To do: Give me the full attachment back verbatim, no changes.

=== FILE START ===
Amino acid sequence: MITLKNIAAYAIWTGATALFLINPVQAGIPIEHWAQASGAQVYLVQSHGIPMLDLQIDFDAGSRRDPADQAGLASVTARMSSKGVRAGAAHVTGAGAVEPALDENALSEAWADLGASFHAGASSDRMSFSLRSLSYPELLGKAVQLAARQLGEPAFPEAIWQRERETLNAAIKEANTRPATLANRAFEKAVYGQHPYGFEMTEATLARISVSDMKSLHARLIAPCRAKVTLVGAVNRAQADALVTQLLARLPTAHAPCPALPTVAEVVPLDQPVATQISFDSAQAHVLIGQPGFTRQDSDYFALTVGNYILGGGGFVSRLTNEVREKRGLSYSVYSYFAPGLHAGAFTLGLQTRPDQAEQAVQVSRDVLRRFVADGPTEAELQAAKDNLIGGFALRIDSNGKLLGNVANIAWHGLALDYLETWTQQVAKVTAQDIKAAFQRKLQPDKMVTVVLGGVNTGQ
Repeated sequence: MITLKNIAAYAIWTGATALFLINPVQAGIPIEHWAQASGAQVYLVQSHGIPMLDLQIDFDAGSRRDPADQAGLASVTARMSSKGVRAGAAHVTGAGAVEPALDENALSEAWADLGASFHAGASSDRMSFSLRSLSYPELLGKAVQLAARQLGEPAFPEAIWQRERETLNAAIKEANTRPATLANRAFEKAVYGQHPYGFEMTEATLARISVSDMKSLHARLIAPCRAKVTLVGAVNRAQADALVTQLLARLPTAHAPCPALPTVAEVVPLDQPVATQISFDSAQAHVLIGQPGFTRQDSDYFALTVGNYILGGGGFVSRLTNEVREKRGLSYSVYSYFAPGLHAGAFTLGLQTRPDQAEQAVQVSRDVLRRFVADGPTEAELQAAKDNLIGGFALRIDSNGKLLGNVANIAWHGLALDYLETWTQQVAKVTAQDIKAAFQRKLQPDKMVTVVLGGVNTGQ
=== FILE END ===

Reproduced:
Amino acid sequence: MITLKNIAAYAIWTGATALFLINPVQAGIPIEHWAQASGAQVYLVQSHGIPMLDLQIDFDAGSRRDPADQAGLASVTARMSSKGVRAGAAHVTGAGAVEPALDENALSEAWADLGASFHAGASSDRMSFSLRSLSYPELLGKAVQLAARQLGEPAFPEAIWQRERETLNAAIKEANTRPATLANRAFEKAVYGQHPYGFEMTEATLARISVSDMKSLHARLIAPCRAKVTLVGAVNRAQADALVTQLLARLPTAHAPCPALPTVAEVVPLDQPVATQISFDSAQAHVLIGQPGFTRQDSDYFALTVGNYILGGGGFVSRLTNEVREKRGLSYSVYSYFAPGLHAGAFTLGLQTRPDQAEQAVQVSRDVLRRFVADGPTEAELQAAKDNLIGGFALRIDSNGKLLGNVANIAWHGLALDYLETWTQQVAKVTAQDIKAAFQRKLQPDKMVTVVLGGVNTGQ
Repeated sequence: MITLKNIAAYAIWTGATALFLINPVQAGIPIEHWAQASGAQVYLVQSHGIPMLDLQIDFDAGSRRDPADQAGLASVTARMSSKGVRAGAAHVTGAGAVEPALDENALSEAWADLGASFHAGASSDRMSFSLRSLSYPELLGKAVQLAARQLGEPAFPEAIWQRERETLNAAIKEANTRPATLANRAFEKAVYGQHPYGFEMTEATLARISVSDMKSLHARLIAPCRAKVTLVGAVNRAQADALVTQLLARLPTAHAPCPALPTVAEVVPLDQPVATQISFDSAQAHVLIGQPGFTRQDSDYFALTVGNYILGGGGFVSRLTNEVREKRGLSYSVYSYFAPGLHAGAFTLGLQTRPDQAEQAVQVSRDVLRRFVADGPTEAELQAAKDNLIGGFALRIDSNGKLLGNVANIAWHGLALDYLETWTQQVAKVTAQDIKAAFQRKLQPDKMVTVVLGGVNTGQ